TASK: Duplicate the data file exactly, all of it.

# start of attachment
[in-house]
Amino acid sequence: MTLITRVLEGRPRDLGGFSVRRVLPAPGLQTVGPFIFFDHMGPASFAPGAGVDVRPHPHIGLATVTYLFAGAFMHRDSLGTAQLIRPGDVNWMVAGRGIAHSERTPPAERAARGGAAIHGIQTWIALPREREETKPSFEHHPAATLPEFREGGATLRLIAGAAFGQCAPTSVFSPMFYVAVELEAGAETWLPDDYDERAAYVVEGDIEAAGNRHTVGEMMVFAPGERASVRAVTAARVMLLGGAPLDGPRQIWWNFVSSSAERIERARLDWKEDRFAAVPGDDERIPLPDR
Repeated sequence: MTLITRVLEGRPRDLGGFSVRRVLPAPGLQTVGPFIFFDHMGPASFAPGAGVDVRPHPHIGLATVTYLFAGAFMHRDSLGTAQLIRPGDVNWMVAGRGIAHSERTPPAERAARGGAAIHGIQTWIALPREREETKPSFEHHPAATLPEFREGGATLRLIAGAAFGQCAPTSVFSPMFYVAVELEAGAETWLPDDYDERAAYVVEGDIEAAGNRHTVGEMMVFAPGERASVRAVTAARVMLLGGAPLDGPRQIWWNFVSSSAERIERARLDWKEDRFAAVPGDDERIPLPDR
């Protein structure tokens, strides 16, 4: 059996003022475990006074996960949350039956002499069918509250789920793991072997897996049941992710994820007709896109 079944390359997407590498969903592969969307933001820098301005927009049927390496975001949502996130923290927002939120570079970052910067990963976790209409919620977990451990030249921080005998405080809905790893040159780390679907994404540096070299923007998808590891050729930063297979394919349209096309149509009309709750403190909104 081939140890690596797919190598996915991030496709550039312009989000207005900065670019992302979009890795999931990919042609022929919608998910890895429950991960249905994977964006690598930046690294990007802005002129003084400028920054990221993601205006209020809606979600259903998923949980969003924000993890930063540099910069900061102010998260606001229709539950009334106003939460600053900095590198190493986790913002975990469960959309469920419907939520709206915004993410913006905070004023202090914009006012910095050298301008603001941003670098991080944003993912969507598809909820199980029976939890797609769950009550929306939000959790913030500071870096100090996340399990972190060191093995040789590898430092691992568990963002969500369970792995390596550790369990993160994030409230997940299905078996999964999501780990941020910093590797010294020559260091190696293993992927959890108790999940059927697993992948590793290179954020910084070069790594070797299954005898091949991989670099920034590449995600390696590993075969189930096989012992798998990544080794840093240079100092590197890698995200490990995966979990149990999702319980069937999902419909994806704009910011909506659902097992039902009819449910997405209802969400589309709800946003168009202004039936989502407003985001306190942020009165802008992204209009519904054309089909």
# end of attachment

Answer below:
[in-house]
Amino acid sequence: MTLITRVLEGRPRDLGGFSVRRVLPAPGLQTVGPFIFFDHMGPASFAPGAGVDVRPHPHIGLATVTYLFAGAFMHRDSLGTAQLIRPGDVNWMVAGRGIAHSERTPPAERAARGGAAIHGIQTWIALPREREETKPSFEHHPAATLPEFREGGATLRLIAGAAFGQCAPTSVFSPMFYVAVELEAGAETWLPDDYDERAAYVVEGDIEAAGNRHTVGEMMVFAPGERASVRAVTAARVMLLGGAPLDGPRQIWWNFVSSSAERIERARLDWKEDRFAAVPGDDERIPLPDR
Repeated sequence: MTLITRVLEGRPRDLGGFSVRRVLPAPGLQTVGPFIFFDHMGPASFAPGAGVDVRPHPHIGLATVTYLFAGAFMHRDSLGTAQLIRPGDVNWMVAGRGIAHSERTPPAERAARGGAAIHGIQTWIALPREREETKPSFEHHPAATLPEFREGGATLRLIAGAAFGQCAPTSVFSPMFYVAVELEAGAETWLPDDYDERAAYVVEGDIEAAGNRHTVGEMMVFAPGERASVRAVTAARVMLLGGAPLDGPRQIWWNFVSSSAERIERARLDWKEDRFAAVPGDDERIPLPDR
């Protein structure tokens, strides 16, 4: 059996003022475990006074996960949350039956002499069918509250789920793991072997897996049941992710994820007709896109 079944390359997407590498969903592969969307933001820098301005927009049927390496975001949502996130923290927002939120570079970052910067990963976790209409919620977990451990030249921080005998405080809905790893040159780390679907994404540096070299923007998808590891050729930063297979394919349209096309149509009309709750403190909104 081939140890690596797919190598996915991030496709550039312009989000207005900065670019992302979009890795999931990919042609022929919608998910890895429950991960249905994977964006690598930046690294990007802005002129003084400028920054990221993601205006209020809606979600259903998923949980969003924000993890930063540099910069900061102010998260606001229709539950009334106003939460600053900095590198190493986790913002975990469960959309469920419907939520709206915004993410913006905070004023202090914009006012910095050298301008603001941003670098991080944003993912969507598809909820199980029976939890797609769950009550929306939000959790913030500071870096100090996340399990972190060191093995040789590898430092691992568990963002969500369970792995390596550790369990993160994030409230997940299905078996999964999501780990941020910093590797010294020559260091190696293993992927959890108790999940059927697993992948590793290179954020910084070069790594070797299954005898091949991989670099920034590449995600390696590993075969189930096989012992798998990544080794840093240079100092590197890698995200490990995966979990149990999702319980069937999902419909994806704009910011909506659902097992039902009819449910997405209802969400589309709800946003168009202004039936989502407003985001306190942020009165802008992204209009519904054309089909």